The prosecution paints a disturbing picture, in which moms jockey for status at Neverland by offering up their little boys. Meanwhile, Michael is fickle with his attentions, moving on to a new special friend every year or so. There was Wade, Brett Barnes, the '93 kid, Macaulay Culkin ... one after another. As a local writer suggests to me, "Michael's like the Matthew McConaughey character in Dazed and Confusedhe gets older, they stay the same age."

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10:38 a.m.: The defense calls Chantal Robson, who is Wade's older sister. Like Wade, she's smart, attractive, and seems like a nice, normal person. She says that she slept with Michael once or twice, and that nothing happened. She's absolutely certain nothing happened with Wade. She considers Michael her friend, and in fact she's staying with him at Neverland while she's here in town.

11:16 a.m.: The defense calls Lisbeth Barnes, the mother of Brett Barnes. She says she let little Brett go on tour with MJ all over the world. She let Brett sleep in Michael's bed the entire time. Mesereau asks her why she let Michael sleep with her son. "Why not? You just feel when you trust in someone and when you don't, and I had total trust in him."

She says she discussed with her husband whether it was appropriate for Brett to sleep with Michael—but their only concern was whether Brett would be imposing on Michael's privacy.

12:32 p.m.: The defense calls Karlee Barns, who is Brett's older sister. She's the smiliest, bounciest witness yet—a cute young lady with darling dimples and a twinkle in her eye. When asked to describe Neverland (she, too, has been staying at the ranch while she's here in town), she sighs as she says, "Every time I go back it feels like I'm going home." This elicits a group "awwwww" from the fans at the back of the courtroom.

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Karlee tells the same story as the other defense witnesses (but with more smiles): Michael is her good friend. She considers Michael family and thinks he's a wonderful person. She estimates that her prepubescent brother slept in Michael's bed more than 300 times. She finds nothing odd about this and is certain that nothing inappropriate ever happened.

12:57 p.m.: Karlee steps down, and the jury is dismissed early on a Friday afternoon.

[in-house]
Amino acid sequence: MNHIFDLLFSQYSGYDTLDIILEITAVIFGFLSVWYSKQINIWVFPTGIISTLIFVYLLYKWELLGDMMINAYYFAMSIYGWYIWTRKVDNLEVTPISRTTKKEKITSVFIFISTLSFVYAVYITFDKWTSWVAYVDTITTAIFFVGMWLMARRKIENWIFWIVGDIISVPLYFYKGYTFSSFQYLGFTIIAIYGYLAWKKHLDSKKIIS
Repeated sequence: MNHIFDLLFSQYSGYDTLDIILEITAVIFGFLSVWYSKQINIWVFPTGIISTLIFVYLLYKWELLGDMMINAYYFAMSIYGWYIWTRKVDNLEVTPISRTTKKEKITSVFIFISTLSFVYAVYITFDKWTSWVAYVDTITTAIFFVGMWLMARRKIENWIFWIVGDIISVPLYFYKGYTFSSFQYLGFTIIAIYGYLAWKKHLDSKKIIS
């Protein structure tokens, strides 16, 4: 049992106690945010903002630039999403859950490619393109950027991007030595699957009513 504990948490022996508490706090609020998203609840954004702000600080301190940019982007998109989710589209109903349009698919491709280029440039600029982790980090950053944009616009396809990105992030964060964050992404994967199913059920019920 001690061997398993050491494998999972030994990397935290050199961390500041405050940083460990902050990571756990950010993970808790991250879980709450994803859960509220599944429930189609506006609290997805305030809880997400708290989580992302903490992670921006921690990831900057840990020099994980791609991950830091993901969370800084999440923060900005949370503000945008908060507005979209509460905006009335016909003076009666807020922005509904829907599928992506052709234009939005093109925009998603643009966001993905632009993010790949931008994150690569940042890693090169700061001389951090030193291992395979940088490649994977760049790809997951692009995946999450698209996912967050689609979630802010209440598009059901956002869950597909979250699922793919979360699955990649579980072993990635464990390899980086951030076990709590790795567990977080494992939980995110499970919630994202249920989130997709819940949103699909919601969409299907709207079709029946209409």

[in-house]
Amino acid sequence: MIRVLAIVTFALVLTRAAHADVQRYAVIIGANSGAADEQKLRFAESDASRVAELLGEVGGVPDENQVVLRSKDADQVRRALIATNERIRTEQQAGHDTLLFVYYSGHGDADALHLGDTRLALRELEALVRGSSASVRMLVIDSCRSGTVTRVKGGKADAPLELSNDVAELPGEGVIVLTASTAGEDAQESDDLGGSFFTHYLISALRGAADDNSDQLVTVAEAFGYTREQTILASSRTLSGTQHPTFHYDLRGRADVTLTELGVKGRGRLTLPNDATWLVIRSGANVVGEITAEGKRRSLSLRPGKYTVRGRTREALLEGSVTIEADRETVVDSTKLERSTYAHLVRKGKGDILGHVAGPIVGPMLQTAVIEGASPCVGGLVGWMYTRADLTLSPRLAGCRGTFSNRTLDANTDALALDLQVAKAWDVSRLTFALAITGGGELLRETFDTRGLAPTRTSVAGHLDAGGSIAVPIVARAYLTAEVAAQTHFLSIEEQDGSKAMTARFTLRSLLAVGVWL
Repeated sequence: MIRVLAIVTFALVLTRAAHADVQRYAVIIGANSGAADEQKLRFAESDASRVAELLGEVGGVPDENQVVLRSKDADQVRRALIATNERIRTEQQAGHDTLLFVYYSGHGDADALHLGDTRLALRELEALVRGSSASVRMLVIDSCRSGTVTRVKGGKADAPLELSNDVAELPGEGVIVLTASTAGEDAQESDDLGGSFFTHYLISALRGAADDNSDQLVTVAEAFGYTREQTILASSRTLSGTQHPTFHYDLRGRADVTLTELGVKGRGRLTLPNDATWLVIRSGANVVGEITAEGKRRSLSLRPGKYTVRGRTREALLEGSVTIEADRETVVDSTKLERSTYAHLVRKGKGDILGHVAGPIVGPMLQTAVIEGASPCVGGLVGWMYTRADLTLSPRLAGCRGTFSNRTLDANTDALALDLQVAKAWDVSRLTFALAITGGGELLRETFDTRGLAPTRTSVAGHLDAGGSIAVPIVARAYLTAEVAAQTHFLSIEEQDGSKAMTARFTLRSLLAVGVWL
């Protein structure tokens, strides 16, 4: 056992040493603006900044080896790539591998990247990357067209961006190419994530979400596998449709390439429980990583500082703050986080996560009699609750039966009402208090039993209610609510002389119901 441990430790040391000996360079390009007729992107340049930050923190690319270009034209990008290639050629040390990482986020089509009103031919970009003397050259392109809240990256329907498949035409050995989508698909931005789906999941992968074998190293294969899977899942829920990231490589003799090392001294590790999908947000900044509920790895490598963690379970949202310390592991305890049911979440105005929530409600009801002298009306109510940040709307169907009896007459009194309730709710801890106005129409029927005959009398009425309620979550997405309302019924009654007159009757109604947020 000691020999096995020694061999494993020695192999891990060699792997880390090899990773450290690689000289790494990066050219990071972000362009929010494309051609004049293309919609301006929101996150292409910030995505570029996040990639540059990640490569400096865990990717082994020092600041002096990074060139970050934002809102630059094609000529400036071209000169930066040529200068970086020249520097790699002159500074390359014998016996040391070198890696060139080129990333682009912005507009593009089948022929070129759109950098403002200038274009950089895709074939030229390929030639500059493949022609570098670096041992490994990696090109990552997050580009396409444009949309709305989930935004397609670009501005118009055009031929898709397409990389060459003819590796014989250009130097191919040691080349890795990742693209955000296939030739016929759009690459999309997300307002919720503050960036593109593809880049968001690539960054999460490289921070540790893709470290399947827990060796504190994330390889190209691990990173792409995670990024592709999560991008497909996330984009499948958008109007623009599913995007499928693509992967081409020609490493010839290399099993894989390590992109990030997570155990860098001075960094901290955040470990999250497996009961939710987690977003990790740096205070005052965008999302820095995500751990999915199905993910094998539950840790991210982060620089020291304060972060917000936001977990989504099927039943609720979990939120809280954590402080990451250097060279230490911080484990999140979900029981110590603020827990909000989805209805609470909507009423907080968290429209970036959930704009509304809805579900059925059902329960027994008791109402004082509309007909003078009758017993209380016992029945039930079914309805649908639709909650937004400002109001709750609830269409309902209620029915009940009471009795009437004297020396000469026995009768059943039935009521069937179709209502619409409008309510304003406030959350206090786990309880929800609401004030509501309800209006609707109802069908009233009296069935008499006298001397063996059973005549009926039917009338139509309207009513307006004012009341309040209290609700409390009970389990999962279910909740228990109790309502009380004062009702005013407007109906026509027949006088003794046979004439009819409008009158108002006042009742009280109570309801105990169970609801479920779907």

Once again, my time here has come to an end. I'm more confused than ever. It appears the defense team's strategy is to embrace the fact that Michael's a dagnasty freak. They're almost bragging that he sleeps with children—calling a parade of witnesses who (if only inadvertently) are confirming that he's obsessed with little boys and has a propensity to bring them into his bed.

To find Michael Jackson not guilty, you have to decide that he's developmentally stunted. That he basically is a 10-year-old. Sure, he likes having sleepovers. That's what friends do! And of course there's nothing dirty going on! Yuck, that would be gross!

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You know what? I can see how the jury might find this plausible. Michael volunteered, in that Martin Bashir documentary, the fact that he sleeps with kids. He seemed totally earnest when he said there was nothing sexual about it. And now we see the kids themselves, swearing up and down that nothing happened.

The Robsons in particular are extremely strong witnesses. They come off as honest, reasonable people. (If totally blind to the notion that a normal middle-aged man would not sleep with small boys.) Of the three kids who've said they were molested, two won millions of dollars stemming from their accusations. The third is from a family that's notorious for grifting off celebrities.

Sure, the jury might decide, Michael's obsessed with young boys. Only because he's obsessed with resurrecting his own stolen childhood. The love is 100 percent pure.

I'm not saying I believe this view. I'm not saying I disbelieve it. I'm saying Tom Mesereau's a twisted genius for trying to pull it off.

I have no idea how the jury will respond, and I'm dying to see what happens. Sadly, at least for now, I'll be watching events from afar. Toodles, Santa Maria. Ciao, Mez. Later, King of Pop.

Keep it surreal.